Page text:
FIG. 17 is a table to obtain a specific weight for various empty weights for the golf club head for an embodiment of the present invention.

FIG. 18 is a front view of an alternative embodiment of the golf club of the present invention showing a wood club head.

DETAILED DESCRIPTION OF THE INVENTION

Like numbers are used throughout the detailed description to designate corresponding parts of a golf club head and a bi-material weight of the present invention.

As shown in FIGS. 1-8 a golf club of the present invention is generally designated 12. The golf club head 12 comprises a heel section 14, a bottom section 16, a toe section 18, a top section 20 and a hosel 22. The heel, toe, bottom and top sections, 14, 18, 16 and 20 respectively, are meant to describe general sections of the golf club head 12 and may overlap one another. The golf club 12 further comprises an inset wall 24, an entry 26, an internal cavity 28, a cavity flange 30, a rear face 32 and a series of contour lines 34 extending generally from the heel section 14 to the toe section 18. The internal cavity 28 is located within the rear flange 30, and generally extends adjacent the bottom section 16 from the heel section 14 to the toe section 18. In a preferred embodiment, a heel wall 44 (shown in phantom in FIG. 1) and a toe wall 52 (shown in phantom in FIG. 1) defines the lateral extent of the internal cavity 28. The internal cavity 28 has a volume from 5 cm3 to 25 cm3, and in a most preferred embodiment from 9 cm3 to 15 cm3. The length and volume of the internal cavity allow for flexibility in the placement of the bi-material weight of the present invention to control the location of the center of gravity in order to improve the feel during impact of the golf club head with the golf ball.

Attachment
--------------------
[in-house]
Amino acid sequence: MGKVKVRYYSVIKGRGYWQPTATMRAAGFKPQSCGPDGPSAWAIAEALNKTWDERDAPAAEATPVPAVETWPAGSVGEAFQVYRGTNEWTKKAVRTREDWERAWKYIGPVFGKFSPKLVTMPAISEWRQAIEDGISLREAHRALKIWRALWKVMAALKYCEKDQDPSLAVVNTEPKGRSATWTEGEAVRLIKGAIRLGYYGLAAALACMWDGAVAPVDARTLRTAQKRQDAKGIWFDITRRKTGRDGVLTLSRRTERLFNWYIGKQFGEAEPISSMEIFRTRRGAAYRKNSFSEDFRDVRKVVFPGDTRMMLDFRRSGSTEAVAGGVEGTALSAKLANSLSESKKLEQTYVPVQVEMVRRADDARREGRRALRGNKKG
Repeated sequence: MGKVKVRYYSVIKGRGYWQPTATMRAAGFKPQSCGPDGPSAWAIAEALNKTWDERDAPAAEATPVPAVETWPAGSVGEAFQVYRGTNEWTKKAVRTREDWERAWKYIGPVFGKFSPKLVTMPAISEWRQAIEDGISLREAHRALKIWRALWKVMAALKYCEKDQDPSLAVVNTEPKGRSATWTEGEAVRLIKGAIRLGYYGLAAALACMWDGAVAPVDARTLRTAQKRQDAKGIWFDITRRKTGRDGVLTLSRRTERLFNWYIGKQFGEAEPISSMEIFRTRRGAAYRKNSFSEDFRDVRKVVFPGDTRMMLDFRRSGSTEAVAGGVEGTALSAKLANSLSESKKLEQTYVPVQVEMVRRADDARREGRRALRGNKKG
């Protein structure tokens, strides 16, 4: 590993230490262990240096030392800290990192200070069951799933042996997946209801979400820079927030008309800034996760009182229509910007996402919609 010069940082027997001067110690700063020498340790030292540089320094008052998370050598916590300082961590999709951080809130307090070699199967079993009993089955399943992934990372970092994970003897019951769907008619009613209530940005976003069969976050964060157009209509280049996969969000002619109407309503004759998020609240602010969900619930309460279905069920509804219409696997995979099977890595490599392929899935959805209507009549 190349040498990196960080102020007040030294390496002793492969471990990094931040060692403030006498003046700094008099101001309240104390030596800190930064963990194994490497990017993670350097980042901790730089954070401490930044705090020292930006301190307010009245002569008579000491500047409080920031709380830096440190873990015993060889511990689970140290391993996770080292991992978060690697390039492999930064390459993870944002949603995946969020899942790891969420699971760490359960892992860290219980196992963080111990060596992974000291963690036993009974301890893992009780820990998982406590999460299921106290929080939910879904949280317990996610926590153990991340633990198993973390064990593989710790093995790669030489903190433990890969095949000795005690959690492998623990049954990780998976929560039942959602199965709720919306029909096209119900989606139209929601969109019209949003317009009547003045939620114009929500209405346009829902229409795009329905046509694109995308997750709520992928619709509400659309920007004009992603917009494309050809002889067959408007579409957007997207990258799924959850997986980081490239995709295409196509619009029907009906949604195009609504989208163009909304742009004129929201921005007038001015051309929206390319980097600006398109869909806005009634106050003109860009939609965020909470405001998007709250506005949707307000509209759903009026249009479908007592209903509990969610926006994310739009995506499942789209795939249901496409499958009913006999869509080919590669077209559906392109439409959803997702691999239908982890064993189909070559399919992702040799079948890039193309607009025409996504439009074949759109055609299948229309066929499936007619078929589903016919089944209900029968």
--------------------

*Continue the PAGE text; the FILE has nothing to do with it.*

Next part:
The golf club head 12 further comprises a hosel inlet and a hosel exit, 36 and 40 respectively, for accepting the distal end of a golf shaft (not shown), a face 38 for impacting the golf ball (not shown) and a set of scorelines 40.